I've just read - and reviewed - Geoffrey West's Sheer Fear.
Amazon Review - Read Here
A terrific book. For fans of crime fiction with a difference, read any one of Geoff's three Jack Lockwood books, of which Sheer Fear is the third, and you won't go too far wrong. He's around the Cauldron on Sunday.
Last week, I read After The Sucker Punch by Lorraine Devon Wilke. I have bored people stupid with my esteem for this book - I genuinely think that, with luck, it has the scope to go all the way to the top and make Lorraine famous. It is a beautiful piece of work.
Georgia Rose's A Single Step and Before The Dawn were consumed, both intricate, considered and beautifully written romances and lovely looking paperbacks for my shelf.
Gladys Quintal's Underserving, a tale of spousal abuse, which shocked me to the bone, with the darkest ending you will come across, was another notable read.
Many of you may know I am a big advocate of Terry Tyler's Kings and Queens, which is as good a novel as you will get - a wonderfully written, sweeping, combination of contemporary drama and updated historical fiction.
I have also recently read Billie Jones/Rebecca Raisin's Mexican Kimono, which has the funniest opening fifty pages of any book you will read in Indie
Great books. Great stories. Great fun. I've reviewed them all and given them 5*.
The authors are all my friends too, to a lesser or greater degree. It's the nature of the beast that is Indie, that we tend to become online friends with other authors and naturally feel like supporting them by reading their books.
My tactic is to read, consider, make notes and review. I don't just skim read (however I DO understand why people do skim read in the Kindle age).
It's a testament to how good self published authors have become that you don't get the complaints you used to about bad grammar, spellos, typos etc. They seem to have been wiped out - at least with the more experienced authors out there.
It seems that authors who don't invest won't sell books and will end up clogging up FB pages and twitter feeds until they get bored and disillusioned and go away. The market will become more efficient over time with this.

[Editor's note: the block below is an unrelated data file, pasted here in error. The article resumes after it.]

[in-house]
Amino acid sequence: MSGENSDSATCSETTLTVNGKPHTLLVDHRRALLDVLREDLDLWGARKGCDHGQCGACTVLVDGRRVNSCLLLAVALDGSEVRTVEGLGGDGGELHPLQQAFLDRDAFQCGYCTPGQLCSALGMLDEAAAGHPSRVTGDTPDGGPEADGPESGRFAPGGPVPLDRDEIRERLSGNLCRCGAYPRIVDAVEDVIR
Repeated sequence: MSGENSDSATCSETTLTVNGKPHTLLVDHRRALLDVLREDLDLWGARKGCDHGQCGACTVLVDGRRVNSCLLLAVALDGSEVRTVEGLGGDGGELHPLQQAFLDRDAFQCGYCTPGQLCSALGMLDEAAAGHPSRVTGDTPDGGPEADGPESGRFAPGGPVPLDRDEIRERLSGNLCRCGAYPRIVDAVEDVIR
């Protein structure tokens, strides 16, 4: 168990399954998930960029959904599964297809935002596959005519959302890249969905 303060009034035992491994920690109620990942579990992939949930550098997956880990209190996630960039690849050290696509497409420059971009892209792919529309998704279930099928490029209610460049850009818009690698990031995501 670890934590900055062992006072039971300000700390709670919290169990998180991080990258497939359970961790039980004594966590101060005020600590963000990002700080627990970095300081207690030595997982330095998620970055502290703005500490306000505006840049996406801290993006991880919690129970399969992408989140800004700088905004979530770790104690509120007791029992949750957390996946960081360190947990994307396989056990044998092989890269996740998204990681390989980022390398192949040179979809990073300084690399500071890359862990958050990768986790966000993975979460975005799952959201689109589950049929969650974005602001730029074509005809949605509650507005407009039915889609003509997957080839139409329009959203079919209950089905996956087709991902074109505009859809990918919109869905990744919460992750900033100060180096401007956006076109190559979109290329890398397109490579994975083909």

I tend to give a lot of 5* reviews because, quite frankly, I socialise with writers online and I don't need the fuss.
There are stories of harassment and threats and friendships-concluded-in-acrimony over reviews that you will not believe.
Not bothered about exact reciprocation either. For example, Geoff doesn't like my book The Night Porter and he was honest about it. He still gave me a respectable 3*. I can name two of the above list of authors who don't like at least one of my books, but they just didn't finish the book and it will never be spoken about again - the writer's version of the Elephant In The Room. I'm sure you have all come across it.
That's fine - it happens for many reasons, and, really, the only writer you should be trying to convince is yourself.
But hey, if you look at the actual wording next to the 5* box when you are writing a review on Amazon, it says, "I Love It".
And nowadays, reading, for me, is a two stage deal.
Either I dislike a book (as has happened fourteen times recently) and don't finish it, or I love it, (and in some cases, I love it enough to rave about it).
Yet, I won't 5* a bad book because my online friend has written it, nor will I 1* a bad book. Perhaps I should be nastier to bad books, but I don't need the fights in my life.
That story this week of the author Katherine Hale who confronted (stalked?) someone across America that she considered a hater, a blogger who one-starred her debut novel, was a salutary tale of obsession and revenge. Life's too short and these are only novels.
Apropos of nothing.
I am writing this because I would like to know what other people think? What are your thought processes? Do you demand exact reciprocation? Would you fall out with someone over a review of your work? Would you consider joining a bartering group?
My friend Terry Tyler has a slightly different approach to reviews, a blog well worth a read.